“Broke is a temporary condition. Poor is a state of mind.”

So said the fortune cookie I picked from the pile of four on the table. Sabra and I were out to dinner with our son, Travis, and his wife, and our new daughter, Amber, at a Chinese Buffet near their home in Waconia, Minnesota.

An ancient Chinese admonition to industriousness? Not so fast! The Chinese fortune cookie is as American as pizza and the double-decker taco. In fact, this message seemed to encourage a strong work ethic and could have come from Yankee Puritans (as opposed to Giant, Ranger or Phillies Puritans). Indeed, a completely predictable flower blooming from our American industrial plant. Lots of successful people have been broke from time to time, but have picked themselves up, dusted themselves off, and started all over again. Today you’re broke, tomorrow you could be a millionaire. But if you think poor, poor you will always be. And if you let that happen, you have no one to blame but yourself. Yeah, I’d heard that line before.

But the Word of God is a powerful thing. It takes hold of words the world has misappropriated and maligned, and reclaims them for Jesus. “Blessed are the poor,” says Jesus. “I, a poor miserable sinner…,” we echo. We are told that Luther’s last words were, “We are all beggars before God.” Poor: debilitating state of mind or portal to freedom?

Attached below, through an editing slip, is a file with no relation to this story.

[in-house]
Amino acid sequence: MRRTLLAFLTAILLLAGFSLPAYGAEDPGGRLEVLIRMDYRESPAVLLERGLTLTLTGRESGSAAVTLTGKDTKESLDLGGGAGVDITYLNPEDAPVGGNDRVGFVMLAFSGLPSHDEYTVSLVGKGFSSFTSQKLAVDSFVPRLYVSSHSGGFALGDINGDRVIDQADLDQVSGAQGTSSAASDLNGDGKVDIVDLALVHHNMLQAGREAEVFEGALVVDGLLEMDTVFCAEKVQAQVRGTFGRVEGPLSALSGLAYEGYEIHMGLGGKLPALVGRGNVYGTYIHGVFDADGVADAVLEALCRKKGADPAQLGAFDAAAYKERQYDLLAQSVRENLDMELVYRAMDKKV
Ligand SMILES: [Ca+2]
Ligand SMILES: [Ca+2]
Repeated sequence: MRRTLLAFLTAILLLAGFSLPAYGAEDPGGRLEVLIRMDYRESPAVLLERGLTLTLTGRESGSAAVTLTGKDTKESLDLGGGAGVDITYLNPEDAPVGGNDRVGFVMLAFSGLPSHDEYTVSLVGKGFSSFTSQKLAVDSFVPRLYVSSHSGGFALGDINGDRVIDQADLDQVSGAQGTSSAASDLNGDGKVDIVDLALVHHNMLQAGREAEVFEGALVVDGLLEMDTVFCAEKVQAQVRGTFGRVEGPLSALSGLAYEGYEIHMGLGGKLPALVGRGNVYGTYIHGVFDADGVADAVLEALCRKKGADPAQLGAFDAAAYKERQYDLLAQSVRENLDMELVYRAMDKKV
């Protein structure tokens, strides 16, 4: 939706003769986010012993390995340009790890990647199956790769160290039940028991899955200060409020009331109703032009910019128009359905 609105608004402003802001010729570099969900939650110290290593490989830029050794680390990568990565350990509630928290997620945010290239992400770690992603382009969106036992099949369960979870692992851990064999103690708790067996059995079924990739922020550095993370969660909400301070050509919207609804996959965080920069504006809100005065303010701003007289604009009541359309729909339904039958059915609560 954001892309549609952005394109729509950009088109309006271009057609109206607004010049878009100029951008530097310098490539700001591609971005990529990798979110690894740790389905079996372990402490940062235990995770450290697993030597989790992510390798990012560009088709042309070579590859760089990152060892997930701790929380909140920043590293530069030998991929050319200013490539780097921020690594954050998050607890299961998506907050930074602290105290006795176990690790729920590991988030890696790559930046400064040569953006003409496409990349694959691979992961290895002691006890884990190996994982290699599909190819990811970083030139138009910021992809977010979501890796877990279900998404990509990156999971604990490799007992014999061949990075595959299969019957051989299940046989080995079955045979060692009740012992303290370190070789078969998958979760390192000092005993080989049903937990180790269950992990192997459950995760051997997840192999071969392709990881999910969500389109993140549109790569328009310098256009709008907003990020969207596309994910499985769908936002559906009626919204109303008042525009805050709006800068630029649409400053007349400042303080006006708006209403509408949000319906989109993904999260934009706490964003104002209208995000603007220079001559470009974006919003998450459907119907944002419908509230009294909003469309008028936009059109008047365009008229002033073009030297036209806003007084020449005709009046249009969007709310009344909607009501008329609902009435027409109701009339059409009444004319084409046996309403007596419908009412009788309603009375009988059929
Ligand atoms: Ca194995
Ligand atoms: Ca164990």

Well, that turns things around, eh? What may be true in the American economy does not stand up before the face of God. If I come to Him temporarily “broke”, I leave the same way. “God, I’m a little down right now, but if you help me out a bit here, I’m sure I’ll be back in the black and on my feet in no time.” You only need God when you’re weak, right? So don’t be weak. Don’t let yourself get broke. Be strong. Be good. Sounds reasonable, but that person is building wealth with credit cards, and there is an ugly day coming. Temporarily broke - for all eternity.

On the other hand, in Jesus’ economy, if I stand back in the corner with my head down and pray, “God, be merciful to me, a sinner,” as a wretched poor man, freely admitting that I was poor yesterday, I’m poor today, and I’ll be poor tomorrow - that one has the Kingdom of God.

I stand before the Lord always poor, and always well-provisioned. I am always in need, and always overflowing with His gifts. I am ever a sinner, and forever forgiven, because Jesus has taken me off the street, called me friend and brother, taken this poor man into His Father’s house and introduced me to our Dad.

Poor? Sure, always. I can live with that.

Thank you, little tan confection. You’re one smart cookie.

Peace to you in Jesus,